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Remely v O'Shea (No. 3)[2009] QSC 110

Remely v O'Shea (No. 3)[2009] QSC 110





Remely v O'Shea & Ors (No. 3) [2009] QSC 110






(First Respondent)



(Second Respondents)


Bundaberg 01 of 2006


Trial Division




Supreme Court at Bundaberg


12 May 2009




27 April 2009


McMeekin J


  1. Each of the applications filed by Mr Remely on 24 February 2009 is dismissed.
  1. Each of the applications filed by Mr Remely on 26 February 2009 is dismissed.
  1. The enforcement hearing is to be referred back to the Registrar for hearing.
  1. The Second Respondent is to provide submissions as to costs on or before 4pm 19 May 2009.
  1. The Applicant is to provide submissions in reply on or before 4pm 26 May 2009.
  1. Parties have liberty to apply.


PROCEDURE – COSTS – SCALES OF COSTS – SCALE APPLICABLE – Costs of obtaining an enforcement warrant – where the applicant submits the Supreme Court scale of costs applies – where the matter is within the jurisdiction of the Magistrates Court – Magistrates Courts scale applies

PROCEDURE – JUDGMENTS AND ORDERS – INTEREST ON JUDGMENTS – RATE – Where the Applicant seeks to vary the interest rate applicable under s 48(1) of the Supreme Court Act 1995 (Qld)

PROCEDURE – JUDGMENTS AND ORDERS – AMENDING, VARYING AND SETTING ASIDE – where Applicant seeks to have order requiring production of documents set aside

PROCEDURE – SUPREME COURT PROCEDURE – QUEENSLAND – PROCEDURE UNDER RULES OF COURT – REGISTRY AND REGISTRARS – where Applicant seeks to transfer matter from Registrar to Supreme Court

Supreme Court Act 1995 (Qld), s 48

Uniform Civil Procedure Rules 1999 (Qld) rr 801, 803, 809, 982

Greenwood v Winsor & Anor [2008] QCA 415


Applicant self represented

R Dickson for the Second Respondent


Applicant self represented

Payne Butler Lang for the Second Respondent

  1. McMEEKIN J: The second respondents have obtained three orders against the applicant, Mr Remely, for costs.[1] They obtained an enforcement warrant for the seizure and sale of property in respect of one order totalling $31,664.22. The Registrar issued an enforcement hearing summons on 21 January 2009.
  1. Mr Remely now brings four applications before the court. The first seeks that the costs charged for the obtaining of the warrant be reduced from $470 to $230. The second seeks that the interest rate applicable under s 48(1) of the Supreme Court Act 1995 (Qld) (“the Act”) be varied. The third seeks that an order to produce documents for the purpose of the enforcement hearing be set aside.  The fourth seeks that the enforcement hearing be referred to a Judge. I will deal with each in turn.

Costs of Obtaining Warrant

  1. Mr Remely points out that Item 23 of the Supreme Court scale of costs allows only $230 for the costs of obtaining an enforcement warrant. He submits that the Registrar had no power to fix a higher sum.
  1. Mr Dickson, who appears for the second respondents, submits that in fact the scale fixes a sum of $240 but that is irrelevant. That is so, he submits, because the relevant scale is that of the Magistrates Court by reason of Rule 801 of the Uniform Civil Procedure Rules 1999 (Qld) (“UCPR”) and the amount allowed under that scale is $490[2] - $20 more than as fixed by the Registrar here. 
  1. Rule 801 UCPR provides inter alia:

“(4) Unless the court in which a money order was made orders otherwise, the costs of the order’s enforcement are recoverable only on—

(a) if the amount payable under the order is within the jurisdiction of a Magistrates Court, the scale of costs prescribed for Magistrates Courts; or

(b) if the amount payable under the order is within the jurisdiction of the District Court, the scale of costs prescribed for the District Court.”

  1. Mr Dickson’s submission seems plainly to be correct. The money order in issue is well within the Magistrates Court jurisdiction. There is no good reason why any other order than that provided for in r 801(4) should be made. It might well be, as Mr Dickson submits, that the amount allowed in the Supreme Court scale is anomalous and should be revised. Whatever be the case the Registrar has made no error, at least against Mr Remely’s interests.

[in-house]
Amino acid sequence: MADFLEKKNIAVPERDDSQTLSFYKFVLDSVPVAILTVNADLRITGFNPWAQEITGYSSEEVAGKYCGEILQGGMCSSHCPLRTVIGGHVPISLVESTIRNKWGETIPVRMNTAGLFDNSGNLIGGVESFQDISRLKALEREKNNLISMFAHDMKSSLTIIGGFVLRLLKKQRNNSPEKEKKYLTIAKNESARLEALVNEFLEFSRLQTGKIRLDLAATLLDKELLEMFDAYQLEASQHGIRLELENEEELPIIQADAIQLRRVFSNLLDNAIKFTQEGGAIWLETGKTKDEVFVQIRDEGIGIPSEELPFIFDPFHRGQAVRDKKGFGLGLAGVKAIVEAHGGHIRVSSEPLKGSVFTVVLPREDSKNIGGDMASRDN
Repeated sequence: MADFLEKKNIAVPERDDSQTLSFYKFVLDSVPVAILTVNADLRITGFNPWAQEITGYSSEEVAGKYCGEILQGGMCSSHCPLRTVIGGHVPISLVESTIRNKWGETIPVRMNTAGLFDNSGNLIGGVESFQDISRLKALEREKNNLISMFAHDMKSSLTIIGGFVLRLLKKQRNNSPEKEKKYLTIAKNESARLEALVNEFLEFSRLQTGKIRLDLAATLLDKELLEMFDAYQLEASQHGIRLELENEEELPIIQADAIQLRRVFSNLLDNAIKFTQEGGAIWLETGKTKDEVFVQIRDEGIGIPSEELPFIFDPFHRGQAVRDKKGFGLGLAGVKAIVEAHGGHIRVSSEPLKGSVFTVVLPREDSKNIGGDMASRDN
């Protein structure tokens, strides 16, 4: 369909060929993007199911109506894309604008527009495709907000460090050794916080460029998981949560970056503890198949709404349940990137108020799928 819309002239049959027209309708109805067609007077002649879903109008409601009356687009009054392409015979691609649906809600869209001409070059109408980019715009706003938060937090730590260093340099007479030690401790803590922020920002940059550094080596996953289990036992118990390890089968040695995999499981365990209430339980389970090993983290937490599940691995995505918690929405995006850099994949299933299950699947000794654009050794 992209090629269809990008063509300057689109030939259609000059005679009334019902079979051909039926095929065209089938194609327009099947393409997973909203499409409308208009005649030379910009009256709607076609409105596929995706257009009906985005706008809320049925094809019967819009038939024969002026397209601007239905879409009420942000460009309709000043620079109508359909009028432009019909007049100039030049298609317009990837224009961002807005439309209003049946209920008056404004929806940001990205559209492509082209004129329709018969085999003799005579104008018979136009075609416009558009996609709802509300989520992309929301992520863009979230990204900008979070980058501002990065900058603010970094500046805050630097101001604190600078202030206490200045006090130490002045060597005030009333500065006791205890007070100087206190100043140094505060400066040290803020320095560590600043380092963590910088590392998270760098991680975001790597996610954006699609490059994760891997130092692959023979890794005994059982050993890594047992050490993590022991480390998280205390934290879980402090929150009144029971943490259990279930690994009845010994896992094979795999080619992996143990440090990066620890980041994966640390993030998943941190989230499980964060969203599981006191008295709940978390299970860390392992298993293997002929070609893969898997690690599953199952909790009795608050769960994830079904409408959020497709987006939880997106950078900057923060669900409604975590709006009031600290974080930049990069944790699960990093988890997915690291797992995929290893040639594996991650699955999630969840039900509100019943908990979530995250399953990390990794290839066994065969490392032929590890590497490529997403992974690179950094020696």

1. Included in this application (headed “Application re Cost of Obtaining Warrant”) is an application by Mr Remely under r 982(2) UCPR to have the matter transferred to a Judge of this Court rather than have the Registrar deal with the matter. The Registrar has no discretion when such an application is made but must accede to the application.
  1. Mr Remely considered that it was inappropriate that the Registrar deal with the matter given that it was his original decision to allow the disputed amount. I point out that the Registrars of the Court are well qualified and accustomed to apply the scale of costs to disputes. Before the introduction of the present system of assessment of costs it was a requirement of the Rules that before an appeal against the exercise of the discretion of a taxing officer of the court could be brought, that same taxing officer – usually a Registrar – was required to reconsider his decision, with the benefit of argument.
  1. There was no good reason why that course was not followed here. Given the amount in dispute and the simplicity of the argument it is plain that the matter ought to have remained with the Registrar.

Variation of Interest Rate

  1. Section 48(1) of the Act provides:

“(1) Where judgment is given or an order is made by a court of record for the payment of money in a cause of action that arose after the commencement of the Common Law Practice Act Amendment Act 1972, interest shall, unless the court otherwise orders, be payable at the rate prescribed under a regulation from the date of the judgment or order on so much of the money as is from time to time unpaid.”

  1. The Rate prescribed under regulation is 10%.[3]
  1. Mr Remely submitted that the rate was “clearly set some time ago in the past when cash monies returned very much higher rate that (sic) can be achieved under current circumstances.”[4] No institution he submitted “currently …offers returns at a rate of that magnitude.”[5]
  1. Neither submission has any merit. The first submission is factually not accurate. The rates were set only in August last year. There is no evidence before me that interest rates have changed significantly since then.
  1. The second submission presupposes that it is the rate of return obtainable for secure deposits with a well capitalised lending institution that should provide the best guide to the applicable rate in respect of a recalcitrant debtor. That proposition needs only to be stated to be rejected. The second respondents have filed affidavit material demonstrating that the interest rates payable by those requiring an advance (which in one sense is Mr Remely’s position he apparently not being able or willing to pay the monies ordered to be paid) for commercial purposes significantly exceeds 10%. They themselves have facilities that significantly exceed that sum.